Friday Follow-Up

This week:

-- Delightful, the last doe kid, went to her new home. Thank you, Amanda!

-- We brought home another load of hay, which involved the changing of a very flat tire. The hay is now stored in a wandering-cow-proof place. The roof on one end of the shed is less than perfect, but that's what tarps are for.


This is my favorite place to buy hay. Their daughter was one of my 4-H girls. Hubby drove our truck and trailer around the field, but when I got out to help load I was told "we have it covered, Kathi, if you want to you can just sit in the truck." The now-nearly-graduated daughter and her boyfriend loaded the square bales out of the field and onto our trailer for us.

Hay season was very late this year. My neighbor, who cuts hay for several folks near us, said that although there was plenty of grass, it never grew very tall. Tractors and hay equipment line the country roads these days, and round bales dot the fields.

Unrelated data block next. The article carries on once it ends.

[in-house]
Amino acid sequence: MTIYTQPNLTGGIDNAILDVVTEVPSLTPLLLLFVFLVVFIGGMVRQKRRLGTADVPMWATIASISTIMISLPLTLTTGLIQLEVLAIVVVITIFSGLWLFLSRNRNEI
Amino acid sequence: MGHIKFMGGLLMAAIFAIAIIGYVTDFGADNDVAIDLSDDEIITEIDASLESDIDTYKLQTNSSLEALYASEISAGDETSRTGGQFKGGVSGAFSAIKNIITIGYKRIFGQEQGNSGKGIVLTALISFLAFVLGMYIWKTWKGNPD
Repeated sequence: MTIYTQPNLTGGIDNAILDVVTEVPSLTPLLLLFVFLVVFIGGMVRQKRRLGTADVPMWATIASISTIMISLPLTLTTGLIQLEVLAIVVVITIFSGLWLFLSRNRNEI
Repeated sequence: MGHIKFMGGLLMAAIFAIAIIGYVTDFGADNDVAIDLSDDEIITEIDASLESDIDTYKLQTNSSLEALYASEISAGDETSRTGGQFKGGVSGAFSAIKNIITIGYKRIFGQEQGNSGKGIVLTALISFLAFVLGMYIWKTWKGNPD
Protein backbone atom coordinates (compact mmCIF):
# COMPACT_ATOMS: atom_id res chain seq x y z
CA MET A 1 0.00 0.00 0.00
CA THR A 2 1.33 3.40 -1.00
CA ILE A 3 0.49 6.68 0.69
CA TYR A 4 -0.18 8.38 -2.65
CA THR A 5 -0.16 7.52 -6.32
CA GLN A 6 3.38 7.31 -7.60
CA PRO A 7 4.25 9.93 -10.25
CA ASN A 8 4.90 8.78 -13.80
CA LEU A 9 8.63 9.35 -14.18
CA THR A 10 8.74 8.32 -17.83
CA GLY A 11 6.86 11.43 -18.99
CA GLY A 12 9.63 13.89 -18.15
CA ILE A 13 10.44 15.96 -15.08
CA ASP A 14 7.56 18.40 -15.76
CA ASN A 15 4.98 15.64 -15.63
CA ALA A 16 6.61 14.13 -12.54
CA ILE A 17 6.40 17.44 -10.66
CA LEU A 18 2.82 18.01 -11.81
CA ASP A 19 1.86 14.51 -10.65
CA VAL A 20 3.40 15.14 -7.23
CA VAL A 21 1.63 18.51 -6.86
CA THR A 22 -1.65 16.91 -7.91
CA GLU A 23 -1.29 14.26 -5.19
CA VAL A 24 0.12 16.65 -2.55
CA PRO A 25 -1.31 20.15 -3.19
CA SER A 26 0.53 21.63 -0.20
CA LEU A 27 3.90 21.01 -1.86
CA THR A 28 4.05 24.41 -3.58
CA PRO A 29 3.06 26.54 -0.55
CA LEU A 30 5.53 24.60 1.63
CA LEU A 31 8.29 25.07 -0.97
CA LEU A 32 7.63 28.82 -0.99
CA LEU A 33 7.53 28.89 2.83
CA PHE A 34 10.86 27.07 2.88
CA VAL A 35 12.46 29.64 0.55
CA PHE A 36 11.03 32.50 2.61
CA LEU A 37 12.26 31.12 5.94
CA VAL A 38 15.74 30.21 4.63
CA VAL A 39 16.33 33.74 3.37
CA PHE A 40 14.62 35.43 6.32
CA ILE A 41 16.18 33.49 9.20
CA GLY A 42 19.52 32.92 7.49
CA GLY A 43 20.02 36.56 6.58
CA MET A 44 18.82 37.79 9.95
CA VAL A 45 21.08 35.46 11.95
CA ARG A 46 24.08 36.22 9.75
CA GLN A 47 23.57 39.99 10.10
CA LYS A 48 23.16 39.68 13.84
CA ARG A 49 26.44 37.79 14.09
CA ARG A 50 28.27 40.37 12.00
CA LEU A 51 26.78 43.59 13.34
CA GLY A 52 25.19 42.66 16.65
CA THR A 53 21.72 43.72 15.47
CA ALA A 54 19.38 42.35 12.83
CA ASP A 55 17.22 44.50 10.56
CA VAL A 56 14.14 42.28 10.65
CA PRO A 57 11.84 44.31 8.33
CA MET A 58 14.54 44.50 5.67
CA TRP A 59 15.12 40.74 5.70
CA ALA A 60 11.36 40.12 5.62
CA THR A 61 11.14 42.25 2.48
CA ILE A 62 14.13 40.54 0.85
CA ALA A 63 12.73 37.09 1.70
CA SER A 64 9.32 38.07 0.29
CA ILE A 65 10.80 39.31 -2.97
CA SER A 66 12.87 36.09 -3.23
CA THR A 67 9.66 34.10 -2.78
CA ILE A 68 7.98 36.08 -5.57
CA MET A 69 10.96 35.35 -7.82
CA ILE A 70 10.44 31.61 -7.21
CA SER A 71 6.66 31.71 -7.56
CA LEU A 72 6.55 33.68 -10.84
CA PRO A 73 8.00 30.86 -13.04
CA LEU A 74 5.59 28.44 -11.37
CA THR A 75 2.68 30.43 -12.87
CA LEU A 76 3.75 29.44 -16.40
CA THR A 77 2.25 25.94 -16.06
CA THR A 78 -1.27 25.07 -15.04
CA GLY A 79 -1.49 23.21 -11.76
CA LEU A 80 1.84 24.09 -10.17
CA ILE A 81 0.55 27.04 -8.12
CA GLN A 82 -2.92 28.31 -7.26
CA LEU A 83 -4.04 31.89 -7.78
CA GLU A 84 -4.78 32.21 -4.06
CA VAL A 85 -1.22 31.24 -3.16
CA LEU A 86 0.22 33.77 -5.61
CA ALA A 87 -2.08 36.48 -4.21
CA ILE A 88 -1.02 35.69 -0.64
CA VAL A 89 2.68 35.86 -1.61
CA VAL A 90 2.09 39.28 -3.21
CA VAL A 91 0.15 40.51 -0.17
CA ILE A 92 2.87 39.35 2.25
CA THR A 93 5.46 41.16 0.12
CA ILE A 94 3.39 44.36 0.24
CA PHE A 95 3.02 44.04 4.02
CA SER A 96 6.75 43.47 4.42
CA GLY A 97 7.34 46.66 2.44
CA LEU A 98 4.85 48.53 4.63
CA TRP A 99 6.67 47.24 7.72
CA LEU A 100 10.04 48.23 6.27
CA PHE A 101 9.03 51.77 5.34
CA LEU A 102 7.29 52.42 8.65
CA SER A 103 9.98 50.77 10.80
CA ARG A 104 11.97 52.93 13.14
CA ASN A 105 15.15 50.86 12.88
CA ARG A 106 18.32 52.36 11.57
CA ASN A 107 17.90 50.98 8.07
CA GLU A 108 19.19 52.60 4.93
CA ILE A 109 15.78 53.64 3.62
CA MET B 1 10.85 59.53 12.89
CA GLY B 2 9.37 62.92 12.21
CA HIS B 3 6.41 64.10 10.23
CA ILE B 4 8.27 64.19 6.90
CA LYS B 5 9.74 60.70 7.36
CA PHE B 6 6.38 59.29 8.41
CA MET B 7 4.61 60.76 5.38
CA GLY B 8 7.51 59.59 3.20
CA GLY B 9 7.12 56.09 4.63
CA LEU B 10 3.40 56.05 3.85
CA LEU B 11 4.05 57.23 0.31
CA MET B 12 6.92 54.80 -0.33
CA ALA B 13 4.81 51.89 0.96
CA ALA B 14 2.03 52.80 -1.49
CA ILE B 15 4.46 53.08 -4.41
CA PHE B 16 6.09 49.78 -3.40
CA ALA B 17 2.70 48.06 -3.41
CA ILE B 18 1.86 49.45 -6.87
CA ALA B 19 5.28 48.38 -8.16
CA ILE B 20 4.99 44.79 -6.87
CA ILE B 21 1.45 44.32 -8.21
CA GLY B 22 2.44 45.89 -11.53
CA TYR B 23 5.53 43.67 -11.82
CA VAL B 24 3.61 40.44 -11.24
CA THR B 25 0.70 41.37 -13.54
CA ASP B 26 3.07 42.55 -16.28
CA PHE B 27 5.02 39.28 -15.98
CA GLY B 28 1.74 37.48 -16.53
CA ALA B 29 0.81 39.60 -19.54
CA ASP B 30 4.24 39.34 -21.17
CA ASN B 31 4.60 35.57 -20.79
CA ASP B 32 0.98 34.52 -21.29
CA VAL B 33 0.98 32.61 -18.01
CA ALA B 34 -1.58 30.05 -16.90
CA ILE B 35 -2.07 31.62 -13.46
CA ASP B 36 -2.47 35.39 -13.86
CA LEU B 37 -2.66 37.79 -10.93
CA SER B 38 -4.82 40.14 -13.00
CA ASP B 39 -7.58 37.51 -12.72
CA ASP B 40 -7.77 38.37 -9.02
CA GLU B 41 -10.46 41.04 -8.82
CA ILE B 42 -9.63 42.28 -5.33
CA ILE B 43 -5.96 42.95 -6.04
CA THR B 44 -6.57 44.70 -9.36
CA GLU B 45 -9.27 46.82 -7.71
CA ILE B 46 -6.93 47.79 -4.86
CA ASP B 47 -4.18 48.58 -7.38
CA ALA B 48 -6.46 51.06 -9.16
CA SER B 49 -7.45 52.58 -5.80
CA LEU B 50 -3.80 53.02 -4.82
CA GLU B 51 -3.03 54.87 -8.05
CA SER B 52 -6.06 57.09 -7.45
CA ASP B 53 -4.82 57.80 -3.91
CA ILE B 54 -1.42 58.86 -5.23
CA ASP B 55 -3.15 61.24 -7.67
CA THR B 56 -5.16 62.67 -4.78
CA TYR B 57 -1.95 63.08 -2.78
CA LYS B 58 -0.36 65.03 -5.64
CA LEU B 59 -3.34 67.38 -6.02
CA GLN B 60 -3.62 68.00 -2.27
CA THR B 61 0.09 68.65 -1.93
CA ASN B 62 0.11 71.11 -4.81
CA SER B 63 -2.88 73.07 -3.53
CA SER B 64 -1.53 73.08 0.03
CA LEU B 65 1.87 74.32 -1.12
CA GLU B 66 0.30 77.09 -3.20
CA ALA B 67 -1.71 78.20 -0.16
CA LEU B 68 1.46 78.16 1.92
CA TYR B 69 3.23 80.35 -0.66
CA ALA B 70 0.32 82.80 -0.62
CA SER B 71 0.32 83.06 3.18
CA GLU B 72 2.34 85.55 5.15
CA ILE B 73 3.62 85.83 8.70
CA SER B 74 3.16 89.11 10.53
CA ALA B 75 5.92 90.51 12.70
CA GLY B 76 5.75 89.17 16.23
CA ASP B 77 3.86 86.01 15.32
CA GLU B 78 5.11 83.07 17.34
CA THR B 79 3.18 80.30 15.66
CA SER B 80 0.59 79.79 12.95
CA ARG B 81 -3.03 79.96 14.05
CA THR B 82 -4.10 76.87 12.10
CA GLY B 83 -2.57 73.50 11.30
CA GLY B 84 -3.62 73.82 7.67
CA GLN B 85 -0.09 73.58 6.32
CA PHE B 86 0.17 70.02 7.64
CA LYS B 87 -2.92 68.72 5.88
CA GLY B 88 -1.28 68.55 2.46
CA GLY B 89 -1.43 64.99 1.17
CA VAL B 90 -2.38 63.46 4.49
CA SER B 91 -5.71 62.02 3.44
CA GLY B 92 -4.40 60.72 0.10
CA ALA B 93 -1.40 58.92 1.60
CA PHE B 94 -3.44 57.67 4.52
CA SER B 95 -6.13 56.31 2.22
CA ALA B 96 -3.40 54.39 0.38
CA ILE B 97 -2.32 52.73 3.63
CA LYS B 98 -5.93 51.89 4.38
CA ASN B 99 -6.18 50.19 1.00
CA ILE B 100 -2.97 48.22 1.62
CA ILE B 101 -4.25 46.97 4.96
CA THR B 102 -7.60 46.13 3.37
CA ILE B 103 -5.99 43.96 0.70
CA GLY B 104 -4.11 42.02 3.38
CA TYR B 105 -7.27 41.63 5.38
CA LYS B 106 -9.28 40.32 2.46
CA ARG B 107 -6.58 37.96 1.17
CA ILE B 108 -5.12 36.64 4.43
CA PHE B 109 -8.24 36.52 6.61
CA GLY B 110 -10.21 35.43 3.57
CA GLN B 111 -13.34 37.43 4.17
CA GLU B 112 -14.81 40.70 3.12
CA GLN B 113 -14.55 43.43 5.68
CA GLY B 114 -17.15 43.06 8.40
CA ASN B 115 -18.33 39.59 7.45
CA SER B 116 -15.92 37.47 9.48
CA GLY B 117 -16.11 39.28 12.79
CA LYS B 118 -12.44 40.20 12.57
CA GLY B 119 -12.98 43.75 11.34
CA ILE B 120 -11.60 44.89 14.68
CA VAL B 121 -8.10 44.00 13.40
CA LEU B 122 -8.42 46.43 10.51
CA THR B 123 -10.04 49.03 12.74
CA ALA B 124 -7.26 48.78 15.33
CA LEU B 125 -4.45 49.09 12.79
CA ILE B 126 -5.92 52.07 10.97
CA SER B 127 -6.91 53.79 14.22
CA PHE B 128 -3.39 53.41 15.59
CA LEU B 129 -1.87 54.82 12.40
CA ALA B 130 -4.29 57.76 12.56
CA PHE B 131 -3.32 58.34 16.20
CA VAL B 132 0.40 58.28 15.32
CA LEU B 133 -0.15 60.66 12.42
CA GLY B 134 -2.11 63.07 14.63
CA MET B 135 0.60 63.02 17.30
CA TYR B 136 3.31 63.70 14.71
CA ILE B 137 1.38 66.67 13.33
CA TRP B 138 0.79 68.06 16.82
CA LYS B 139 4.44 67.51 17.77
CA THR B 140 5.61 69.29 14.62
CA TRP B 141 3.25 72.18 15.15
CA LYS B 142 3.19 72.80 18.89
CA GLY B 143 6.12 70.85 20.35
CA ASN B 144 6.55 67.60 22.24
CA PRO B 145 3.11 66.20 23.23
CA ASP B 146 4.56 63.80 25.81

When we first moved to Oak Hill (and we were quite a bit younger!), we used to cut and bale our hay by hand. Nowadays our neighbor usually bales our hayfield on shares, and then I let the horses out there to graze over the winter. We still have the hand baler though, just in case we need it.

-- I had a wonderful opportunity to write for Hoegger Farmyard's Goat Health blog. I hope you'll go read it, I think it's an important topic: Ten Tips to Prevent Barn Fires.

-- One morning we had a good old-fashioned thunderstorm, the likes of which we haven't seen in several years. The thunder roared and the lightning flashed, and the rain came down in torrents. We left the house at 4:30 in the morning for hubby's shoulder surgery, and had trouble driving due to the ponding on the roads and the lack of visibility - it was bad! After about 15 miles though the rain stopped, and the roads were bone-dry.

Hours later, on the way home the rain began in about the same place. It was the end of the storm but lightning still flashed ahead of us as I drove. We had close to an inch in the rain gauge at home.


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